Welsh motorists at risk of hefty fines due to Highway Code changes
Recent research shows almost three-quarters of drivers in Wales could be at risk of £1000 fines following significant changes to The Highway Code
A worrying 73% of surveyed drivers within Wales failed to identify the changes to the rules, leaving them at significant risk of prosecution, according to the new study from leading consumer legal services company, Slater and Gordon (S+G),
The research also shows that only 51% of those surveyed are aware that the rules were changing at all.
Of those who were aware of the changes, one third of Welsh drivers (38%) still believed they had right of way to turn into a road, even if a pedestrian was waiting to cross that road, meaning they would be liable in the event of an accident.
More than one in five (21%) believe that under the new rules, pedestrians are to be placed at the bottom of the hierarchy.
Additionally, 21% admit to not having looked at the Highway Code in at least a decade.
The changes to the Highway Code were introduced on 29 January and failure to comply could land motorists with increased fines. While some of the rules are classed as advisory, drivers could be stopped by police for careless or even dangerous driving, incurring potential penalties including 3-11 penalty points, two years’ imprisonment, an unlimited fine and obligatory disqualification from driving.
The biggest changes to the Highway Code involve the establishment of a hierarchy of users, new rules giving priority to pedestrians at junctions, and new rules giving priority to cyclists and horses when cars are turning along with guidance on passing distances.
Rule H1 creates a new hierarchy of road users and “ensures that those road users who can do the greatest harm have the greatest responsibility to reduce the danger or threat they may pose to other road users.”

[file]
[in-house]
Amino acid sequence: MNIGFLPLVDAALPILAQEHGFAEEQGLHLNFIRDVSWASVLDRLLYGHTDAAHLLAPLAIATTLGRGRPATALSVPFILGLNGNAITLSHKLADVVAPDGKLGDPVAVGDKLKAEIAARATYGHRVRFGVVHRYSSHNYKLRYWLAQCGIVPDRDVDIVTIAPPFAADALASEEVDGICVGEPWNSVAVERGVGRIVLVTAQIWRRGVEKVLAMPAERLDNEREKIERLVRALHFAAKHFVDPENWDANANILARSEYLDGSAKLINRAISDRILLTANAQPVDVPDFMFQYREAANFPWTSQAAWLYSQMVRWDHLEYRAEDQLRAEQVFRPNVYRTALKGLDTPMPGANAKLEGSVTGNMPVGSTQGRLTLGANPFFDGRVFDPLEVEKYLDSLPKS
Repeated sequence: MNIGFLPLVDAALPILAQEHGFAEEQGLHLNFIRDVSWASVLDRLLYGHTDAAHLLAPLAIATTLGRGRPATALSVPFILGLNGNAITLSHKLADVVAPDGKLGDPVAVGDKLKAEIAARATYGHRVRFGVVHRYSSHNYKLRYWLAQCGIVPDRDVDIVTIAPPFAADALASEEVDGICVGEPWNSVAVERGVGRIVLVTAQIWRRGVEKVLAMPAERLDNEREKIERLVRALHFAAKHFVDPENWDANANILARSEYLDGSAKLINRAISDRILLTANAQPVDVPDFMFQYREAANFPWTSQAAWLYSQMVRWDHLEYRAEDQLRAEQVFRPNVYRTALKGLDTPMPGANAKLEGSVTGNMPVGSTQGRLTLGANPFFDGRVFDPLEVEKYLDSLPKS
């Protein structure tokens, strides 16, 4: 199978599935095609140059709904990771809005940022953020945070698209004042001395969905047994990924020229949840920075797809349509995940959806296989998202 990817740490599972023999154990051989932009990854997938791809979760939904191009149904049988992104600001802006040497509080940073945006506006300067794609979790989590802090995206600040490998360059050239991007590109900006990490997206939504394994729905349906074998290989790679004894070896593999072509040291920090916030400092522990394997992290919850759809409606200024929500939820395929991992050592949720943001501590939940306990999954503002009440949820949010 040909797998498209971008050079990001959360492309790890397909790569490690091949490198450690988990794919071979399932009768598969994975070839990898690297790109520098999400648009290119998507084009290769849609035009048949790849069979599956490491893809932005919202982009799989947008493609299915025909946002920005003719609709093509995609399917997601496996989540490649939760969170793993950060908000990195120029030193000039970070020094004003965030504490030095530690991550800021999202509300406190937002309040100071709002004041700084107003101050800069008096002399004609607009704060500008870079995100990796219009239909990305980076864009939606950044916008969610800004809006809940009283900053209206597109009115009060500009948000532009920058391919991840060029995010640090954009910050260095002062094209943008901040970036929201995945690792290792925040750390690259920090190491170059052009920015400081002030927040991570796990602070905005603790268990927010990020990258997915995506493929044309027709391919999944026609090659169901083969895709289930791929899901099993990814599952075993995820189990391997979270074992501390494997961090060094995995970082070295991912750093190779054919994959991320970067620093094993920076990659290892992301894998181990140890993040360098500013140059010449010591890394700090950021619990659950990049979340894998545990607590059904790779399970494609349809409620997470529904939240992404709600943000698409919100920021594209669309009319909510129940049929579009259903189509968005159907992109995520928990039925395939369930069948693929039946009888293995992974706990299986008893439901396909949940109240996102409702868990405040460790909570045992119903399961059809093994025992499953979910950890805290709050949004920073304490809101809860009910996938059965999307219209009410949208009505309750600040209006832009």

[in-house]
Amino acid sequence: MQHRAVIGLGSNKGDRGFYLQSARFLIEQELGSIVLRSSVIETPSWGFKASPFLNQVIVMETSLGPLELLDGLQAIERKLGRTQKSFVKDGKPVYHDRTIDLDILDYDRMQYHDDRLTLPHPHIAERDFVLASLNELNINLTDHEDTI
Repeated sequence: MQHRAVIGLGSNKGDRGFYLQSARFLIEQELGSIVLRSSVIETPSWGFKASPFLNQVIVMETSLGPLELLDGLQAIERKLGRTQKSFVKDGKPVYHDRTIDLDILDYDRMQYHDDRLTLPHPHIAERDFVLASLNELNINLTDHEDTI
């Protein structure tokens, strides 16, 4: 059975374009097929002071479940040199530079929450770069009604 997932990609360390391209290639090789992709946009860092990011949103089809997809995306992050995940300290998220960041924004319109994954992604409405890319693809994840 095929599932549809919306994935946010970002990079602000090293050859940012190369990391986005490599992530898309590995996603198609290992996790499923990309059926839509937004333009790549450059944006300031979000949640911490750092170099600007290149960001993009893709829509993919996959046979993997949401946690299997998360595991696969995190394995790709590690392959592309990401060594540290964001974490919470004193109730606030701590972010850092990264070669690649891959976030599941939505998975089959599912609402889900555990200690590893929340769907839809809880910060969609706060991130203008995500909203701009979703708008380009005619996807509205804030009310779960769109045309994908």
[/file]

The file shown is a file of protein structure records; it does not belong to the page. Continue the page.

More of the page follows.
While this does not give priority to pedestrians, cyclists and horse riders in every situation, it is intended “to ensure a more mutually respectful and considerate culture of safe and effective road use that benefits all users.”
Additionally, Rule H2 means that drivers should give way “to pedestrians waiting to cross a zebra crossing, and pedestrians and cyclists waiting to cross a parallel crossing,” which is a change from the previous law which said that pedestrians and cyclists only had right of way once they were on the crossing.
Rule H3 sets down priority for cyclists and horse riders when cars are turning. This is designed to mitigate against accidents and near-misses at junctions and states that drivers “should not cut across cyclists, horse riders or horse drawn vehicles going ahead when turning into or out of a junction or changing direction or lane, just as you would not turn across the path of another motor vehicle.”
The wording of rules regarding passing distances has also been amended to clarify guidelines for overtaking pedestrians, cyclists and horses. It now advises motorists to:
- Leave a minimum distance of 1.5m at speeds under 30mph.
- Leave a minimum distance of two metres at speeds over 30mph.
- Always leave a distance of at least two metres if driving a large vehicle.
- Pass horses and horse-drawn vehicles at speeds under 15mph and at a minimum distance of two metres.
- Allow two metres of distance when passing a pedestrian who is walking in the road.
- Wait behind the motorcyclist, cyclist, horse rider, horse drawn vehicle or pedestrian and not overtake if it is unsafe or not possible to meet these clearances.
Tracey Benson, Head of Serious Injury at Slater and Gordon, urged drivers to keep up to date with the changes and not risk injury or fines through complacency.
She said “The changes to the Highway Code help to protect all road users by granting the most priority to the most vulnerable users. As pedestrians are more likely to suffer serious injury, they are now placed at the top
“The changes together with the fines it is hoped will raise awareness and lead to a decrease in serious injuries and fatalities on our roads. The increased danger comes from a lack of awareness of these significant changes.
“It’s essential to stay up to date with the Highway Code, no matter how long you’ve been driving and not to be complacent.”
Groups such as Cycling UK and the AA have described the lack of public awareness as “frustrating” and blamed the government for being “far too silent in promoting them”, although the new rules have been broadly welcomed by cyclists, pedestrians, and horse riders.
A full list of the changes can be found here
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